Posted tagged ‘Saturdays’

“Weekends don’t count unless you spend them doing something completely pointless.”

April 16, 2016

I guess it is too early in the spring for the sun to sustain itself more than a day or two. It is gray and windy, big time windy. I can hear the sweet sound of the chimes hanging in the backyard.

The cats hate me. Fern has medicine once a day and the medicine ear rub is also once a day. Maddie has a daily ear rub in each ear. This morning Fern has had her medicine and Maddie her first rub. Both have disappeared. Gracie the snoring dog is the only pet still here with me.

Saturday has always been the best day of the week ever since I was really young. Weekdays meant school. I liked school, but I didn’t like being stuck there all day long. One recess a day just wasn’t enough. Sunday had church, a perfect reason not to like the day. In winter there was always the Saturday matinee or a day to do anything we wanted. On TV was the Creature Double Feature. I saw giant spiders, a colossal man, a 50 foot woman, Mole people, giants ants, a teenage werewolf and Godzilla. Both the Colossal Man and the 50 Foot Woman were quite ill-tempered, and she was even vengeful in going after her philandering husband who was carousing at a bar while she grew taller. I didn’t blame her. The giant creatures like the ants in Them were the results of the atomic bomb. I never minded staying home on a rainy Saturday. Watching TV was like being in B-movie heaven. Every now and then I find a favorite B&W science fiction movie on TCM. It’s like finding a treasure, a gem.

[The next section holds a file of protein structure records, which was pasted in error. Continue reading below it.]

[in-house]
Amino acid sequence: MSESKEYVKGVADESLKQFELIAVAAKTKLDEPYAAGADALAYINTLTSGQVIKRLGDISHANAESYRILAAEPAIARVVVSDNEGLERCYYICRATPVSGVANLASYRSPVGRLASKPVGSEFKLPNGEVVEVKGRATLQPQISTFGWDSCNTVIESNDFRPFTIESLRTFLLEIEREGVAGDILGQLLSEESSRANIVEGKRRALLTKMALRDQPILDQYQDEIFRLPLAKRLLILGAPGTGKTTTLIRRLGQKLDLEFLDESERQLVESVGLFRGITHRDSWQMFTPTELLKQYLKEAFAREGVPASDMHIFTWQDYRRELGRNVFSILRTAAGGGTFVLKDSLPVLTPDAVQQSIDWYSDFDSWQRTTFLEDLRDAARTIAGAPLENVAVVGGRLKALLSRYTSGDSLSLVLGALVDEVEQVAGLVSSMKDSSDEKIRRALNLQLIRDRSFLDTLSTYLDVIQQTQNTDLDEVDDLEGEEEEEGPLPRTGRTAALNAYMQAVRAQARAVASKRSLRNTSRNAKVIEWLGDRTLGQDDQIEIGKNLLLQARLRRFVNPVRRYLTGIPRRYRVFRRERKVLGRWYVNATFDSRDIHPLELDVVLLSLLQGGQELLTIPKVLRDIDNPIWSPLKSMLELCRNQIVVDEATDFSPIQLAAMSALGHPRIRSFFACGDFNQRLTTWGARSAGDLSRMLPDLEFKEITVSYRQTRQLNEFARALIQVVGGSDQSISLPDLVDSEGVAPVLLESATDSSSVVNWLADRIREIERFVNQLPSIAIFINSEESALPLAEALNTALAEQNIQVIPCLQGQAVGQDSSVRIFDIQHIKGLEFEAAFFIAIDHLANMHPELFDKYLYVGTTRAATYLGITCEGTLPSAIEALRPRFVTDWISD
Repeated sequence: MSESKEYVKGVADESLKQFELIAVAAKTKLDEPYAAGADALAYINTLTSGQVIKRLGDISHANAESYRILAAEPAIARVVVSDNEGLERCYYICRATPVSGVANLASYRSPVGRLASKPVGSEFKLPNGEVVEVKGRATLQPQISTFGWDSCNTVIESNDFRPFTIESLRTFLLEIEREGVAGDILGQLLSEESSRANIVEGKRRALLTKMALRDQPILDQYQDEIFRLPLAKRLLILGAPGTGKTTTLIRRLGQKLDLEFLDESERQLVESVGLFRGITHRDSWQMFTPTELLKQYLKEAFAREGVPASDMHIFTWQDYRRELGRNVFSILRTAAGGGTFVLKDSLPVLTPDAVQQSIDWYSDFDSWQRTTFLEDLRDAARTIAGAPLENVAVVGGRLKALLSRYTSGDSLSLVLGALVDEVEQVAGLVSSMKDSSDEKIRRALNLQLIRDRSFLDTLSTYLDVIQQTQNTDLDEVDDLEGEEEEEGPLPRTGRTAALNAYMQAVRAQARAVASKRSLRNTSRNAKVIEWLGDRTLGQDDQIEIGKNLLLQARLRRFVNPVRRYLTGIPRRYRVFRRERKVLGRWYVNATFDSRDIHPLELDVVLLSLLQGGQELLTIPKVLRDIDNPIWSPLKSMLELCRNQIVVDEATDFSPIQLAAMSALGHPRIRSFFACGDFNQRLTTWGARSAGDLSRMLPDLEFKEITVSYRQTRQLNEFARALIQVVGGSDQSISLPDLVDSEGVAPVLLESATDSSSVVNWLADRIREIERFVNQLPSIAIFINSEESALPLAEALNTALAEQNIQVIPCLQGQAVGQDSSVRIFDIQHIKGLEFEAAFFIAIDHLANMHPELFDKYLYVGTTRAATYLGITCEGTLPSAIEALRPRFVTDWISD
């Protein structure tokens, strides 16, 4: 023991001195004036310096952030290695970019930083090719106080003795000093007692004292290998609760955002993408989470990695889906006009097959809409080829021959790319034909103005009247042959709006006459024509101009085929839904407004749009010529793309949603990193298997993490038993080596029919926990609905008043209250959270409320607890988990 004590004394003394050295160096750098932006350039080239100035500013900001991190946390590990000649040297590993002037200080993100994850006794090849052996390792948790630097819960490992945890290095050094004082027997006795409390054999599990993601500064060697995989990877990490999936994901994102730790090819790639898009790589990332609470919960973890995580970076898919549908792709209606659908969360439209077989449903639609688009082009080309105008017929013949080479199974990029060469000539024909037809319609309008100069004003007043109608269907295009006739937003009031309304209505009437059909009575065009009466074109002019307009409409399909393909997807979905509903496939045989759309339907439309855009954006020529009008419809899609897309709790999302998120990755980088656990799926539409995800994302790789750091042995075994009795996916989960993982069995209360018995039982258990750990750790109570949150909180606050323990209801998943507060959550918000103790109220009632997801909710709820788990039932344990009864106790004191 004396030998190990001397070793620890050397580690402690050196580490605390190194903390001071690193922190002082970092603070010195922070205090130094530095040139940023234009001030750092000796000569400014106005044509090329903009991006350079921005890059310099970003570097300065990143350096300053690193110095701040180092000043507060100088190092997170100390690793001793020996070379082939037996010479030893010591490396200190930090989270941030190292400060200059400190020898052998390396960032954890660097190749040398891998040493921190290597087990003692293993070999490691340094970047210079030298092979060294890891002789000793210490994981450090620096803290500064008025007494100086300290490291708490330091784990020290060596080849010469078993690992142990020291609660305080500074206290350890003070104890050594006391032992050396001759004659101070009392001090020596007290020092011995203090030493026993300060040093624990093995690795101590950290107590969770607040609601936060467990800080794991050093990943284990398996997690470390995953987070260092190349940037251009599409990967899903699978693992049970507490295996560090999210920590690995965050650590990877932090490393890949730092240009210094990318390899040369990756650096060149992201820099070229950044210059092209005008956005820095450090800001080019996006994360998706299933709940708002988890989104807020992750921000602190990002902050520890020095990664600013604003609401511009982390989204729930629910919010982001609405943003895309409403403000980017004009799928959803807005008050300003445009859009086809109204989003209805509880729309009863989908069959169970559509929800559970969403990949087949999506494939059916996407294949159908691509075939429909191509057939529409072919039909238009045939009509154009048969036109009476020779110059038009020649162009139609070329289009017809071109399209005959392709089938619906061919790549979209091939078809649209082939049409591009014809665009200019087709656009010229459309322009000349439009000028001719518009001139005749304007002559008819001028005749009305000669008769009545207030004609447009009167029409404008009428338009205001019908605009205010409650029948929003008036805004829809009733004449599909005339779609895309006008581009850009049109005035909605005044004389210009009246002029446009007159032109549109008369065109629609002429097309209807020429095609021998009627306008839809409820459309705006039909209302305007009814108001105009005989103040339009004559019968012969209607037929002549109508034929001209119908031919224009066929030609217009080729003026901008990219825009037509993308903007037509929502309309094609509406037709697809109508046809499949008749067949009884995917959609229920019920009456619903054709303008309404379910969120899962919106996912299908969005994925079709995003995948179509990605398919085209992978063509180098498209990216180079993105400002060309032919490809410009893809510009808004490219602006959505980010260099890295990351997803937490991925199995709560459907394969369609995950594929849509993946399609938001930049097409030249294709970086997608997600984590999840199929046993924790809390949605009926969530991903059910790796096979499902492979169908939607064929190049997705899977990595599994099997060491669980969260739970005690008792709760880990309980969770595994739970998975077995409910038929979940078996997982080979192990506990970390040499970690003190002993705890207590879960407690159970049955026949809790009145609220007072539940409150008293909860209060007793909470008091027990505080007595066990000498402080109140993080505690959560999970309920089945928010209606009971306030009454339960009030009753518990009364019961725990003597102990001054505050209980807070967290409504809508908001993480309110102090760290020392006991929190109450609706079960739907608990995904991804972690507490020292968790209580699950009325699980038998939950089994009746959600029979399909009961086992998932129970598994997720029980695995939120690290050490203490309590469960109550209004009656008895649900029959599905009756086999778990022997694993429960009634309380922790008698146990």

Most of this week was a bust. I’m hoping for better starting tomorrow. I’m not as obnoxious as Pollyanna and her glad game, but I’d like a few days with warm sun, a neat ride or two and maybe my first fish and chips of the season now that my favorite summer restaurants are open. I really don’t think I’m asking for a whole lot. I’ll even take just one. I pick the warm sun.

“Fond memory brings the light of other days around me.”

March 24, 2012

The day is chillier than it has been, more like the early spring we usually expect. The day started cloudy, but the sun is poking its way through the clouds. I’ve been watching a robin jump from the deck rail to the suet feeder where it fluttered its wings to stay long enough to grab a bite then it settled back on the deck to munch. Right now the robin has just finished eating and is standing on the rail with its face to the sun taking in the day.

Maddie wanted down the cellar this morning so I opened the door. Later, when I went back to the kitchen for more coffee, I found a dead mouse in the hall, compliments I expect of Miss Maddie and her cellar jaunt.

I have nothing planned for the day. Usually I have a string of possibilities but not today. It was a busy week so I left my dance card empty. I’ll probably just read or watch a movie. I’d go to the movies, but I want to wait until it’s a school day before I see the Hunger Games.